DISCLAIMER: We cannot be responsible for readers’ inaccuracy in identifying snakes based on this guide. There are many variables that go into identifying a snake properly, and even experts can make mistakes. Do not use this guide to help you decide whether it is safe to touch or pick up a snake. Leave all snakes alone, and stay outside of striking or spitting distance (at least five metres).
Hong Kong has a recorded 52 species of snake. Six land species can inflict life endangering bites (the Banded Krait, the Many Banded Krait, Chinese Cobra, King Cobra, and Coral Snake), with their venom causing nerve-related necrosis and tissue damage. The six include the Red-Necked Keelback, which is a rear-fanged colubrid – meaning that in order to inject venom, it has to grasp its prey and literally “chew” in the venom using its rear fangs, unlike the others which can simply strike and release. The good news is that this makes it extremely rare for any serious bites to happen to humans.
The two other venomous snakes – the Bamboo and Mountain Pit Viper (both pit vipers) – have bites that can cause extreme pain and swelling (and still pose a fatal threat to children and dogs).
The author with a python.
Six other snakes (opistholglyphous) have enlarged venom fangs at the back of the jaw, but are not known to produce much reaction in humans. The Common Rat Snake and the Burmese Python are not venomous, but do get very large, and their teeth can cause nasty cuts and gashes.
The other lethal snakes not listed above, as they are so uncommon, are the Tonkin and Pointed Scale Pit Vipers, and any sea snakes. (All sea snakes are venomous.)
A Bamboo Pit Viper
There is NO easy way to tell venomous from non-venomous snakes, and even if you know snakes well, identification is not always clear in the heat of the moment. (Can you really tell if that the third supralabial scale is NOT touching the eye and nasal scale? Thought not.)
So basic principles apply: leave them alone, and they will leave you alone. You will generally not be attacked by a snake. Why would it bother? it can’t eat you! In Hong Kong, all snakebites on humans are defensive.
A Chinese Cobra
Identifying a venomous snake
1. Is it (bright) green?
Often confused and mistaken for each other, it’s either the a) Venomous Pit Viper, or the harmless b) Greater Green.
a) The Bamboo Pit Viper (Trimeresurus albolabris)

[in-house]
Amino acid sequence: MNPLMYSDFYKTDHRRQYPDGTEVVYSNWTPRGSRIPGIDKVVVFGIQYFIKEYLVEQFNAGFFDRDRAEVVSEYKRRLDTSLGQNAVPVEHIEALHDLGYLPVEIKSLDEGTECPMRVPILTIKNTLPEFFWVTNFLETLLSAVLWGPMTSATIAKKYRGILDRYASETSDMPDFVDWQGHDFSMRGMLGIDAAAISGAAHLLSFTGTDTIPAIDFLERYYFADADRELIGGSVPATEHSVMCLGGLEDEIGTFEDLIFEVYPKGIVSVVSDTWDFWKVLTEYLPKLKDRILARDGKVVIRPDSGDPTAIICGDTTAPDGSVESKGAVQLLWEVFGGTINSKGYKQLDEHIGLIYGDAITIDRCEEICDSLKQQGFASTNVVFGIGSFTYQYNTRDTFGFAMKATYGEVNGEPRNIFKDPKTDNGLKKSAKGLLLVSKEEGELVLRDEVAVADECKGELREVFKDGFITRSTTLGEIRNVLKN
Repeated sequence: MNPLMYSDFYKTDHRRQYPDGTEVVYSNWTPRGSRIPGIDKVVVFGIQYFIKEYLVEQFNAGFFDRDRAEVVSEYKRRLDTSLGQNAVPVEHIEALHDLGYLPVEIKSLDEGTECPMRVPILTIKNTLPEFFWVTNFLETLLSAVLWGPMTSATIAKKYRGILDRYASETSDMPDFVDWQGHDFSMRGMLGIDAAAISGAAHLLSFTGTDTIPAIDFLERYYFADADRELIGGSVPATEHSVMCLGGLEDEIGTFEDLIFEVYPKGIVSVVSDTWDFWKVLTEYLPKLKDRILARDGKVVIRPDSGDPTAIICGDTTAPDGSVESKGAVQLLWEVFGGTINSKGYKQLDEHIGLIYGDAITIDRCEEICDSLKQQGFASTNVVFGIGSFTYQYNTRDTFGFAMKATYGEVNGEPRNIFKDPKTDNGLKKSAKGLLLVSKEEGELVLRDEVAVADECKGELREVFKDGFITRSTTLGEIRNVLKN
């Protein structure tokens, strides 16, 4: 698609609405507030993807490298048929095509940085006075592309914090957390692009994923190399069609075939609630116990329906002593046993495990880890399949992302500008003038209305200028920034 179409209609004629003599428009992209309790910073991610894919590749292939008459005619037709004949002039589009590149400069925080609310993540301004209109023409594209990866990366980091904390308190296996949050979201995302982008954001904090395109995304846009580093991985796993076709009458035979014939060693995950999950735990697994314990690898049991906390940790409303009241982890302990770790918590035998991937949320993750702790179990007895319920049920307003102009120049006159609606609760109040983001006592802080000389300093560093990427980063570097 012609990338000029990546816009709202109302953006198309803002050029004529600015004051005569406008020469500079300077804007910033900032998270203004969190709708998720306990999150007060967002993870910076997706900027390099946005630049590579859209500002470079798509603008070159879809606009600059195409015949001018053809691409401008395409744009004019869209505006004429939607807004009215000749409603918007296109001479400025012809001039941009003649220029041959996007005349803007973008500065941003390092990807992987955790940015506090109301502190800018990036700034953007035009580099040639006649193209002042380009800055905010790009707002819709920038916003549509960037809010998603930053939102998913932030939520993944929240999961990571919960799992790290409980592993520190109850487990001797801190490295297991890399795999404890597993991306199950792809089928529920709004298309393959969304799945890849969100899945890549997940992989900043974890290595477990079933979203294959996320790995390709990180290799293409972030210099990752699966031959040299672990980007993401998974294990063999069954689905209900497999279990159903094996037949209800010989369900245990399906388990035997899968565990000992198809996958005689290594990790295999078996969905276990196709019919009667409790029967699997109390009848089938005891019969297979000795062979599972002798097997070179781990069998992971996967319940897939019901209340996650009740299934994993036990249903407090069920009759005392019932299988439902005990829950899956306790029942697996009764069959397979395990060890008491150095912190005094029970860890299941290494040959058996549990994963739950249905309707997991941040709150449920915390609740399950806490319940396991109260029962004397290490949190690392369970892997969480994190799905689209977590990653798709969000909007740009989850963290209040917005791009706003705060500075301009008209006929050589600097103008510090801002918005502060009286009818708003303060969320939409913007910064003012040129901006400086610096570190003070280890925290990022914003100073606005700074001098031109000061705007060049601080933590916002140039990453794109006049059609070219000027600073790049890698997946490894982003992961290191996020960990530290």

- Venomous, with an extremely painful bite. Responsible for 95 percent of all bites in Hong Kong (about 30-50 a year), but no recorded fatalities.
- Very common.
- Primarily nocturnal.
- One of the few snakes that will not move away immediately.
- Key differentiating features: Triangular-shaped head with many small scales, thin obvious neck, orange-yellow or red eyes, with slit (not round) pupil, reddish-brown streaked tail, and a deep nasal pit.
Bamboo Pit Viper
The Pit Vipers like to ambush their prey, so they do not normally move when they hear you, and rely on their camouflage to remain undisturbed; plus they can “see” and can strike at night using their heat sensing pit organs.
The Pit Vipers are nocturnal, so if you see a green snake during the day. it’s more than likely the harmless and inoffensive…
b) Greater Green Snake (Cyclophiops major)
- Key differentiating features: Elongated head with large scales and no neck, Grey, golden or light brownish eyes with large black pupils, very likely to move rapidly away from any encounter.
Greater Green Snake
2. Does it have a red neck?
Then it’s the Red-Necked Keelback (Rhabdophis subminiatus helleri).
- Venomous and poisonous.
- Not aggressive. Most human bites involve a light nip with the front teeth. However, bites inflicted with the rear fangs – though rare – can be lethal.
- Often seen hunting frogs during the day.
- Key differentiating features: Olive green with a red patch just behind the head, with yellow and black flecks throughout the body. Red marking can be quite faded in older adults.
Juveniles are particularly beautiful. Adults can secrete a toxic white substance from a groove in their necks making the Red-Necked Keelbac unique as a venomous and poisonous snake.
3. Does it have black and white or black and yellow bands/stripes?
Many snakes in HK appear to have bands, but the only strongly banded venomous species are the deadly a) Kraits and the b) Coral Snake.
a) Many Banded Krait (Bungarus multicinctus)
- Venomous and extremely toxic. The venom can lead to respiratory paralysis and heart failure. It will bite readily if picked up, and has a flexible neck that can twist and bite.
- Key differentiating features: It has black and white bands. Any large snake with black and white bands is a Many Banded Krait. If it is a small snake it can be confused with a Wolf Snake, but it it’s normally much larger, and it has no neck. It also has the unique ability to turn its head and bite you if you hold it behind the neck, which is how you would hold a normal snake (which you should only do if you really know what you’re doing!).
Many Banded Krait
There is also the Banded Krait (Bungarus fasciatus), which is rare due to loss of habitat. These large alternating-black-and-yellow banded snakes, whilst not aggressive, can also deliver fatal bites.
The Many Banded Krait with more than 30 bands can sometimes be confused with the harmless Wolf Snake (Lycodon aulicus), which has a lot fewer rings.
b) The Coral Snake (Calliophis macclellandi)
- Highly venomous but rare and not aggressive.
- Key differentiating features: Thin black stripes on a reddish brown body, with a white band behind the eyes on the head.
4. Does it have a hood?
Then it is a cobra. Either a) the common Chinese Cobra, or b) the rare King Cobra.
a) Chinese Cobra (Naja atra)
- Venomous and highly dangerous. Bites may cause tissue necrosis and death.
- Active day and night.
- Will usually try to escape, but if confronted will raise its forebody, spread its hood, hiss, and strike readily. Some snakes have been known to spit venom.
- Key differentiating features: A heavy bodied snake, 90 to 130 centimetres long, mainly black, but sometimes/rarely grey or gold in colour. A short, wide hood, usually with white eye spots, or “spectacles”.
b) King Cobra (Ophiophagus hannah)
- Extremely dangerous; fatalities have been recorded in Hong Kong.
- Mainly out during the day.